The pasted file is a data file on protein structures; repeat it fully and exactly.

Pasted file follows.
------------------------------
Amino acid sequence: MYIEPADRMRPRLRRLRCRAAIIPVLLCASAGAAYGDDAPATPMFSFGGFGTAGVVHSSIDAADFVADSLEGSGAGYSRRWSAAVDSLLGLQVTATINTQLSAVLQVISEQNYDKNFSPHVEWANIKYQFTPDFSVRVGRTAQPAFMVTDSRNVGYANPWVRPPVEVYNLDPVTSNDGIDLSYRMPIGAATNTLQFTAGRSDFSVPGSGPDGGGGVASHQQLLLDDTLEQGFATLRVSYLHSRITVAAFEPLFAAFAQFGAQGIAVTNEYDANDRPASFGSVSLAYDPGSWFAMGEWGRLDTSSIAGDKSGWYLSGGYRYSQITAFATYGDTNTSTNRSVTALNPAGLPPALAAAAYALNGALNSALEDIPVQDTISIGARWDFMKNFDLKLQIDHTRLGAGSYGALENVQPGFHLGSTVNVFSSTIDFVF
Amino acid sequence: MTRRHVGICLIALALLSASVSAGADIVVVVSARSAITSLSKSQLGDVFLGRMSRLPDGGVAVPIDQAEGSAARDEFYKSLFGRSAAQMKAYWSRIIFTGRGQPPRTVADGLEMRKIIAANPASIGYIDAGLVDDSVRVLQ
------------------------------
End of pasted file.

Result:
Amino acid sequence: MYIEPADRMRPRLRRLRCRAAIIPVLLCASAGAAYGDDAPATPMFSFGGFGTAGVVHSSIDAADFVADSLEGSGAGYSRRWSAAVDSLLGLQVTATINTQLSAVLQVISEQNYDKNFSPHVEWANIKYQFTPDFSVRVGRTAQPAFMVTDSRNVGYANPWVRPPVEVYNLDPVTSNDGIDLSYRMPIGAATNTLQFTAGRSDFSVPGSGPDGGGGVASHQQLLLDDTLEQGFATLRVSYLHSRITVAAFEPLFAAFAQFGAQGIAVTNEYDANDRPASFGSVSLAYDPGSWFAMGEWGRLDTSSIAGDKSGWYLSGGYRYSQITAFATYGDTNTSTNRSVTALNPAGLPPALAAAAYALNGALNSALEDIPVQDTISIGARWDFMKNFDLKLQIDHTRLGAGSYGALENVQPGFHLGSTVNVFSSTIDFVF
Amino acid sequence: MTRRHVGICLIALALLSASVSAGADIVVVVSARSAITSLSKSQLGDVFLGRMSRLPDGGVAVPIDQAEGSAARDEFYKSLFGRSAAQMKAYWSRIIFTGRGQPPRTVADGLEMRKIIAANPASIGYIDAGLVDDSVRVLQ